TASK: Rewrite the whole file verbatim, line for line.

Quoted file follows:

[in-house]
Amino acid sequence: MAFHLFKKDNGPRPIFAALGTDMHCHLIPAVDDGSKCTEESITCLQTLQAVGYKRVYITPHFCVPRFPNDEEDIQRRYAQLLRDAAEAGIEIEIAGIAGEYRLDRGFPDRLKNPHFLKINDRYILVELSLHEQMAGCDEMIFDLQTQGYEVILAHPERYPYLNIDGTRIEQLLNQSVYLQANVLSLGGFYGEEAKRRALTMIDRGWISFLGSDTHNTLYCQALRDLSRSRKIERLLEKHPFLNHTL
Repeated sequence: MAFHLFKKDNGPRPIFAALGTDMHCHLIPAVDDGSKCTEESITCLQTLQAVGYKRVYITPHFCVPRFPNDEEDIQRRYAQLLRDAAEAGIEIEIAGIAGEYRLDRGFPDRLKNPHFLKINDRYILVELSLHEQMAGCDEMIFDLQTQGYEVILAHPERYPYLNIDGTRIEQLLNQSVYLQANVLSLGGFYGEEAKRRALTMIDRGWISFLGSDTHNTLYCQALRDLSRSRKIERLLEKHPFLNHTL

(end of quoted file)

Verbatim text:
[in-house]
Amino acid sequence: MAFHLFKKDNGPRPIFAALGTDMHCHLIPAVDDGSKCTEESITCLQTLQAVGYKRVYITPHFCVPRFPNDEEDIQRRYAQLLRDAAEAGIEIEIAGIAGEYRLDRGFPDRLKNPHFLKINDRYILVELSLHEQMAGCDEMIFDLQTQGYEVILAHPERYPYLNIDGTRIEQLLNQSVYLQANVLSLGGFYGEEAKRRALTMIDRGWISFLGSDTHNTLYCQALRDLSRSRKIERLLEKHPFLNHTL
Repeated sequence: MAFHLFKKDNGPRPIFAALGTDMHCHLIPAVDDGSKCTEESITCLQTLQAVGYKRVYITPHFCVPRFPNDEEDIQRRYAQLLRDAAEAGIEIEIAGIAGEYRLDRGFPDRLKNPHFLKINDRYILVELSLHEQMAGCDEMIFDLQTQGYEVILAHPERYPYLNIDGTRIEQLLNQSVYLQANVLSLGGFYGEEAKRRALTMIDRGWISFLGSDTHNTLYCQALRDLSRSRKIERLLEKHPFLNHTL